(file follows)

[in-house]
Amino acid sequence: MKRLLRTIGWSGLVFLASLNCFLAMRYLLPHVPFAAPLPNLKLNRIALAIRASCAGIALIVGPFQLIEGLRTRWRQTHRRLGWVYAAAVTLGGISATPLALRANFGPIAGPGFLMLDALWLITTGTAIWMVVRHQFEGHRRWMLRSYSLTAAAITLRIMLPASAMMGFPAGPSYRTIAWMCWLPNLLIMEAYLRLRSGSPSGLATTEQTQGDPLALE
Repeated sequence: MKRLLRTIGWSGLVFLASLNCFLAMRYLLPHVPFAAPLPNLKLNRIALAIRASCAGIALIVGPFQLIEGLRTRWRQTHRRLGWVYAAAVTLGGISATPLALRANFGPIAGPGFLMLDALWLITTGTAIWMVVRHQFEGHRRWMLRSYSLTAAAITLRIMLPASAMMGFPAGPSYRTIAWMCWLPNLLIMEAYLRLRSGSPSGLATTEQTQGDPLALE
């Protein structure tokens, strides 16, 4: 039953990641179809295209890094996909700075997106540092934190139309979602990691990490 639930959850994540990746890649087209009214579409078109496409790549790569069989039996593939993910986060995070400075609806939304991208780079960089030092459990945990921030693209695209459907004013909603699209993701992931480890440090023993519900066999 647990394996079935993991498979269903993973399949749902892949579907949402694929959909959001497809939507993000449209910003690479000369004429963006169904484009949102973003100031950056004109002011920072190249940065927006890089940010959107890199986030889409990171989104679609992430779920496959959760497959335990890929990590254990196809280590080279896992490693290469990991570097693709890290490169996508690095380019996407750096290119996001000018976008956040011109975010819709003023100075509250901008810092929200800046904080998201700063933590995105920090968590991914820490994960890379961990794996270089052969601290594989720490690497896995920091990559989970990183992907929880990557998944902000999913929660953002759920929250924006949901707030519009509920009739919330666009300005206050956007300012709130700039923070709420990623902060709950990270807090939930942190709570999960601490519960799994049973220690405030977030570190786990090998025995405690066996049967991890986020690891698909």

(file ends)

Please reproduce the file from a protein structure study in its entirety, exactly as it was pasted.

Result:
[in-house]
Amino acid sequence: MKRLLRTIGWSGLVFLASLNCFLAMRYLLPHVPFAAPLPNLKLNRIALAIRASCAGIALIVGPFQLIEGLRTRWRQTHRRLGWVYAAAVTLGGISATPLALRANFGPIAGPGFLMLDALWLITTGTAIWMVVRHQFEGHRRWMLRSYSLTAAAITLRIMLPASAMMGFPAGPSYRTIAWMCWLPNLLIMEAYLRLRSGSPSGLATTEQTQGDPLALE
Repeated sequence: MKRLLRTIGWSGLVFLASLNCFLAMRYLLPHVPFAAPLPNLKLNRIALAIRASCAGIALIVGPFQLIEGLRTRWRQTHRRLGWVYAAAVTLGGISATPLALRANFGPIAGPGFLMLDALWLITTGTAIWMVVRHQFEGHRRWMLRSYSLTAAAITLRIMLPASAMMGFPAGPSYRTIAWMCWLPNLLIMEAYLRLRSGSPSGLATTEQTQGDPLALE
């Protein structure tokens, strides 16, 4: 039953990641179809295209890094996909700075997106540092934190139309979602990691990490 639930959850994540990746890649087209009214579409078109496409790549790569069989039996593939993910986060995070400075609806939304991208780079960089030092459990945990921030693209695209459907004013909603699209993701992931480890440090023993519900066999 647990394996079935993991498979269903993973399949749902892949579907949402694929959909959001497809939507993000449209910003690479000369004429963006169904484009949102973003100031950056004109002011920072190249940065927006890089940010959107890199986030889409990171989104679609992430779920496959959760497959335990890929990590254990196809280590080279896992490693290469990991570097693709890290490169996508690095380019996407750096290119996001000018976008956040011109975010819709003023100075509250901008810092929200800046904080998201700063933590995105920090968590991914820490994960890379961990794996270089052969601290594989720490690497896995920091990559989970990183992907929880990557998944902000999913929660953002759920929250924006949901707030519009509920009739919330666009300005206050956007300012709130700039923070709420990623902060709950990270807090939930942190709570999960601490519960799994049973220690405030977030570190786990090998025995405690066996049967991890986020690891698909």